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Without further ado – a little of what we’d really like to see in schools for 2012. And kudos to the teachers who’ve experimented and grown in their savviness this year!

1. Getting connected – networked schools need wireless access so that teachers can effectively use the technologies available to them, engage in professional development “on the fly”, and access digital content beyond the confines of the library lab. Then they can test all the work-arounds that beat the firewalls still in place in many schools and use HDMI to share the world within the classroom environment.

2. Classroom management applications in a one to one environment. Several companies (SMART Sync, LanSchool) have launched products enabling a teacher to control student devices from an application, push content, and enable collaborative groups. They can block certain sites, and reduce distraction by steering students toward content and applications relevant to coursework and learning objectives.

3. Bring Your Own Device. Although concerns about equity and access persist, BYOD can allow teachers to work with the tools kids are already bringing to school. Typically seen in High Schools (who’ve realized that if you can’t beat ‘em, you might as well join ‘em), expect this trend to trickle down to the middle and intermediate level as cash-strapped schools and boards offset the cost of major hardware purchases to parents.

4. VoiceThread type collaborative applications that incorporate multimedia and encourage participation. Students can respond to any type of content, like a photo, a video, or a text using their mobile devices. Apps like this encourage critical thinking, sharing, and let kids practice using a number of formats to build their digital profiles.

5. Use of cameras on devices for capturing student work, thought processes etc, particularly as Full Day Kindergarten takes hold in provinces like Ontario. Teachers looking for enhanced assessment can video students in action as they engage in early learning activities, providing a visual running record of progress.

6. Open Educational Resources. Major initiatives across several Canadian provinces are booting the cost and hegemony of traditional publishers in favour of flexible content providers like Flat World Knowledge and’s Flexbooks. Teachers have always been amazing at creating their own stuff (know one who doesn’t have 90 plastic “theme” tubs in their basement?), and the growing number of free digital publishing platforms like Pressbooks allow the motivated to make their own materials.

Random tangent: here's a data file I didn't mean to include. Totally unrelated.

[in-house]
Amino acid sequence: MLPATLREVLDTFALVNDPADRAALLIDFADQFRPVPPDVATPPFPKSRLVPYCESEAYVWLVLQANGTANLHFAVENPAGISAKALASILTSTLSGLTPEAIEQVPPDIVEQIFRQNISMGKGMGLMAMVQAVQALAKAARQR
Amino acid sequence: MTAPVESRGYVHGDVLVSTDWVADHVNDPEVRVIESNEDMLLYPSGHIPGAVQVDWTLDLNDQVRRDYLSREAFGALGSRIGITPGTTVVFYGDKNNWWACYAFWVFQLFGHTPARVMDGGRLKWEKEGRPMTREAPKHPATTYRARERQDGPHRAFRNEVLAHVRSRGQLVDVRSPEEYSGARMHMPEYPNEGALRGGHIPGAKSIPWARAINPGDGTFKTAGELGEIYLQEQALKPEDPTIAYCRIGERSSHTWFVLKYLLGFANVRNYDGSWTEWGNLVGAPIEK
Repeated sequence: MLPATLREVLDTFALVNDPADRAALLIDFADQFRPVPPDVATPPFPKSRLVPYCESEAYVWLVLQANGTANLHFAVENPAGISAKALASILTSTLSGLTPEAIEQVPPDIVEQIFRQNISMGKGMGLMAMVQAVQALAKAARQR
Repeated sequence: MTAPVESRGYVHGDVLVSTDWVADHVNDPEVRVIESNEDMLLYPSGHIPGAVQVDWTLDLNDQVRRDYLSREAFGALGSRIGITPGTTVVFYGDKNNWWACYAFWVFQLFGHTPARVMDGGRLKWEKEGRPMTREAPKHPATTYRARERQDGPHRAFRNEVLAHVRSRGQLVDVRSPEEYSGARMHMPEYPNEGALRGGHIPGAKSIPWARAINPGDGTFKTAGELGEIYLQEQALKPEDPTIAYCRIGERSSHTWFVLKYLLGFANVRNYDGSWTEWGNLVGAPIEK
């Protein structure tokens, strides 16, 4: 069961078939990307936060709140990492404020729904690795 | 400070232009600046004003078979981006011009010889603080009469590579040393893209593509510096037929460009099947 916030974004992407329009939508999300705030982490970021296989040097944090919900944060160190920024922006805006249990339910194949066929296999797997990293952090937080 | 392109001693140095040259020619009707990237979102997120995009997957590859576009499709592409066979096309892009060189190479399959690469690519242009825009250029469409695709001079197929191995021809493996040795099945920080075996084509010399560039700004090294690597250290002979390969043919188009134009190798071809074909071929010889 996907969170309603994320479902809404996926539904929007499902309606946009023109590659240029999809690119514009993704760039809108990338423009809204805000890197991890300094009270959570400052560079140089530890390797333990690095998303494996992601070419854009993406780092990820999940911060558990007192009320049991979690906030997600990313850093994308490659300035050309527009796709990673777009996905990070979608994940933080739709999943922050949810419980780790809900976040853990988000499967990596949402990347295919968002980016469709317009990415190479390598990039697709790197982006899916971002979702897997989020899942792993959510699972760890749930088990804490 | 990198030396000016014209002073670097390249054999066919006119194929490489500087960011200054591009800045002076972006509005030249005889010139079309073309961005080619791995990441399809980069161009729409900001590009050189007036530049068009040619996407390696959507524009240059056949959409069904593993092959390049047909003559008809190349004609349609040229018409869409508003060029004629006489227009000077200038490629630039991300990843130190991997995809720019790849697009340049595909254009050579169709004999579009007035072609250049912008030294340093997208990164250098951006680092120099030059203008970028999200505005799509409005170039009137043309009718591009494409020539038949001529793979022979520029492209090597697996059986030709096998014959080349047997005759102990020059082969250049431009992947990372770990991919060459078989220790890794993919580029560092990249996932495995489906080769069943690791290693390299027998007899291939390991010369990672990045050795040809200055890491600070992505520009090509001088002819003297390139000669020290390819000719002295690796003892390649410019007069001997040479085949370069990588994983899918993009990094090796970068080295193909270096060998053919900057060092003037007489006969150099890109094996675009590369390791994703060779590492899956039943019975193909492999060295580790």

7. Teacher tech training. Apple has Distinguished Educators. Google certifies teachers proficient in using its apps in the school setting. The ed reform movement has placed a lot of pressure on teachers to get up to speed on classroom tech, and we can expect schools to respond by increasing training and PD opportunities. Canada’s ed tech leaders are all over Twitter and make big splashes at the highest profile conferences, like ISTE and FETC.

8. An influx of tech savvy new teachers coming out of programs like Brock University’s Education Technology Leadership cohort, which places 30 student teachers armed with the latest and greatest in hardware and software in classrooms while they learn leadership skills.

9. In-house social networks. Homework lost? Grades forgotten? Missed a council meeting? In the age of pervasive social networking, there’s no reason to miss anything when schools enable secure communities like EdModo and the new and amazing Edsby. With the user friendliness of Facebook combined with the home and school connection proven to impact student achievement, we can expect to see the demise of the weekly pdf’d newsletter and twice a year parent teacher interviews.

10. A backlash to the plethora of gadgets, games and apps that filter their way into the classroom. As childhood obesity rates soar and research shows us that kids are spending less and less time doing what kids need to do, we can expect strong resistance to the amount of time spent online from teachers, parents, physicians, and the media. Expect campaigns to launch that will make you question your child’s amount of screen time. Maybe it’s a skateboard instead of a new DS game this Christmas.